I have five 100 US$ notes, 2008 series. Can I change them to UK currency in the UK?
They are in perfect condition.
Travel Stack Exchange is a question and answer site for road warriors and seasoned travelers. It only takes a minute to sign up.Sign up to join this community
Yes you can.
Unlike other countries, including the UK, US banknotes are never "withdrawn" and remain legal currency across the world however old they are (but you wouldn't want to spend the older ones as they are worth more than their face value as collectors items).
In the UK you can exchange them at most high street banks (NatWest, HSBC, Lloyds etc), any Post Office with a Foreign Currency desk, many travel agents (Thomas Cook etc), Marks and Spencer stores and high street bureau de change (currency exchange).
You may be charged an exchange fee, and you should shop around for the best rates.
I have Series 2006A US$100 note. When I asked at a suburban bank branch, probably on a weekend, the employee* trying to make the line move faster told me it could no longer be used. I was surprised and disappointed.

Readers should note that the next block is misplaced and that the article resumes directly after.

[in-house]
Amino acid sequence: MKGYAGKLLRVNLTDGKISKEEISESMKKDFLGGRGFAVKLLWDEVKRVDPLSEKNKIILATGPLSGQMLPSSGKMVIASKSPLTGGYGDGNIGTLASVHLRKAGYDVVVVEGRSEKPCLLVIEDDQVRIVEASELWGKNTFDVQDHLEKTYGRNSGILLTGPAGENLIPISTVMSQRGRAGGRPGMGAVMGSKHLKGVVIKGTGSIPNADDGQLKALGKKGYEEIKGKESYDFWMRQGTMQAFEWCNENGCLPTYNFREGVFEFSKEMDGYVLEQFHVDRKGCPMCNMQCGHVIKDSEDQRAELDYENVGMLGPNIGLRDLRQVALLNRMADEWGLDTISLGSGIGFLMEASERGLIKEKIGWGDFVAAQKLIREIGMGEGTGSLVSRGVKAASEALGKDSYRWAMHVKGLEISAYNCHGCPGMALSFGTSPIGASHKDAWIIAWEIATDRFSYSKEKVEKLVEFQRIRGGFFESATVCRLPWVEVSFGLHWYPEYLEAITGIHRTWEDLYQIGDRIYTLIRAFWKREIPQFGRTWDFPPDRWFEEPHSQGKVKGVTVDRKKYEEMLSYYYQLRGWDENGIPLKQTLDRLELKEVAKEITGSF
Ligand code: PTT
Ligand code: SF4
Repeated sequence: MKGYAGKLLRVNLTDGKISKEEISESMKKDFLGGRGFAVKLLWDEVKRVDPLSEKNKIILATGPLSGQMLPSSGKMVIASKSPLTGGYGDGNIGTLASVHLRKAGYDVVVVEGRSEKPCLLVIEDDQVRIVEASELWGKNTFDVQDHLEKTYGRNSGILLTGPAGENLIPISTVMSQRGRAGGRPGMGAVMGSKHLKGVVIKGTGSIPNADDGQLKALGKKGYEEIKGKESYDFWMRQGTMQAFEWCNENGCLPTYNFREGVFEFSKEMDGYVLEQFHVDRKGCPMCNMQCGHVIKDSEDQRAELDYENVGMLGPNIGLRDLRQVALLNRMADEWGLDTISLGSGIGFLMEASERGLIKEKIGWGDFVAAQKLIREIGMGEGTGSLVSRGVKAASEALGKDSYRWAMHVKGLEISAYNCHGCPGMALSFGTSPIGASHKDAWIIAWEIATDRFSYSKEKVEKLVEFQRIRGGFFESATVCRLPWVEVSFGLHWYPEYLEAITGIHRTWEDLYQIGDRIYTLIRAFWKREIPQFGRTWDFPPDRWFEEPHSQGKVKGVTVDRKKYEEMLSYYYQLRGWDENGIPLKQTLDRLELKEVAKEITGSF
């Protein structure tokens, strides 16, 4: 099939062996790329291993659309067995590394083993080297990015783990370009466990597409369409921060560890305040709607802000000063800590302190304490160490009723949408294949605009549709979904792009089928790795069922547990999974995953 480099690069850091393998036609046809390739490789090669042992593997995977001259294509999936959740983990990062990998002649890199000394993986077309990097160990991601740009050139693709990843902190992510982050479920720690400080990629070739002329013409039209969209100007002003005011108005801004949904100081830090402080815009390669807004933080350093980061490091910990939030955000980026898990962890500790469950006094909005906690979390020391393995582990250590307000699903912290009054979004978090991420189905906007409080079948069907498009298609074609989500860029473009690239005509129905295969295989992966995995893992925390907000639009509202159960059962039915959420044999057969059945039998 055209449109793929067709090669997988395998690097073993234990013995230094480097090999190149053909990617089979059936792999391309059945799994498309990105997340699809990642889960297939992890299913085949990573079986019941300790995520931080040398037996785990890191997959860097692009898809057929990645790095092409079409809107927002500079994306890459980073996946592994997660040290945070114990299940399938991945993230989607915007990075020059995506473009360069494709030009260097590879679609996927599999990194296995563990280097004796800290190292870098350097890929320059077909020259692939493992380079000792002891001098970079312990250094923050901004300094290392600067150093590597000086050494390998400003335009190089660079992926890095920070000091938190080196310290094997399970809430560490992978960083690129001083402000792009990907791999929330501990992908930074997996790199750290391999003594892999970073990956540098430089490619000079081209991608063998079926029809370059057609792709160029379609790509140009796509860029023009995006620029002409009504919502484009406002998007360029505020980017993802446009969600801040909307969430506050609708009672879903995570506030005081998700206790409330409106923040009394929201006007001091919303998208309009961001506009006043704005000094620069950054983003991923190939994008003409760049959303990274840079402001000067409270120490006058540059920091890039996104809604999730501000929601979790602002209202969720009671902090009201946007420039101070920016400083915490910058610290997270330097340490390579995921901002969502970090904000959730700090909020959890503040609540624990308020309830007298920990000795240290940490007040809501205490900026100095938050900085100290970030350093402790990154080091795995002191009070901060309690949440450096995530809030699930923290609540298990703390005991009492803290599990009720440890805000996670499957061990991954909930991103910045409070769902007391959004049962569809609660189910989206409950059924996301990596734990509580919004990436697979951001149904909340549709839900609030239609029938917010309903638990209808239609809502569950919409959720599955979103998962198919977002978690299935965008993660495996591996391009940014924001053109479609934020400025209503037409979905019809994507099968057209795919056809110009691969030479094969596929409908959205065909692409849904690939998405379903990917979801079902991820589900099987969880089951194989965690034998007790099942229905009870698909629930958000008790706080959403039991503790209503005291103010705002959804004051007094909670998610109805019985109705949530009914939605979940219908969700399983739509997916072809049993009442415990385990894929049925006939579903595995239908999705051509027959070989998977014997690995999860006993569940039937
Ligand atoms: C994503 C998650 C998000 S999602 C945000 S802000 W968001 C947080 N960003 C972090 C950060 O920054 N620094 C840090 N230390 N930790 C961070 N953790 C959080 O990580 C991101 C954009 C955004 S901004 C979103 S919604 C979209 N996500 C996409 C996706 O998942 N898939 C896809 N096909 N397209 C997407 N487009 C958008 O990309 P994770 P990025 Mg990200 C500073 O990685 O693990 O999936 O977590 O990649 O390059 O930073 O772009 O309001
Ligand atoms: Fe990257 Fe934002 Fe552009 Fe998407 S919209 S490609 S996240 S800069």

At home, I did a quick web search and found the US Treasury web pages on US$100 bills.
Most importantly, ALL United States money is worth its face value. Period. The bank employee was wrong. It is never withdrawn. Any US$100 bill is worth $100. Details of how to identify a legit bill are there on the web site.
My series 2006A is from the 1996-2013 era. It has all the security feature and recognition marks. I plan to return and school them on the subject if they don't accept the bill.
1) Security thread: A thread embedded in the paper reads "USA 100", to the left of the portrait of Benjamin Franklin. Visible from both sides. Said to glow pink in UV light.
2) A water mark that echos the portrait of Franklin on the far right hand of the bill. Again, hold it up to light, its visible from either side.
3) The "100" printed in the lower right corner on the face side of the bill color shifts from green the black depending on viewing angle. Looks sparklely close-up.
4) The "100" printed on the lower left corner of the face side has "USA 100" micro-printed instead of mere hatching to make it look 'gray'.
5)"UNITED STATES OF AMERICA" are micro-printed on the edge of Franklin's lapel.
6) The printing is 3D- Treasury and Mint seals are embossed and can be recognized from the back of the bill, as are "One Hundred Dollars" and the lower "100" and "100" on the face side.
*The one who politely asks, when a line forms, "What can we do for you today?" ie, 'Can I get you out of this line somehow?', or, 'Is there any chance what you want doesn't require one of the 2 tellers on duty?'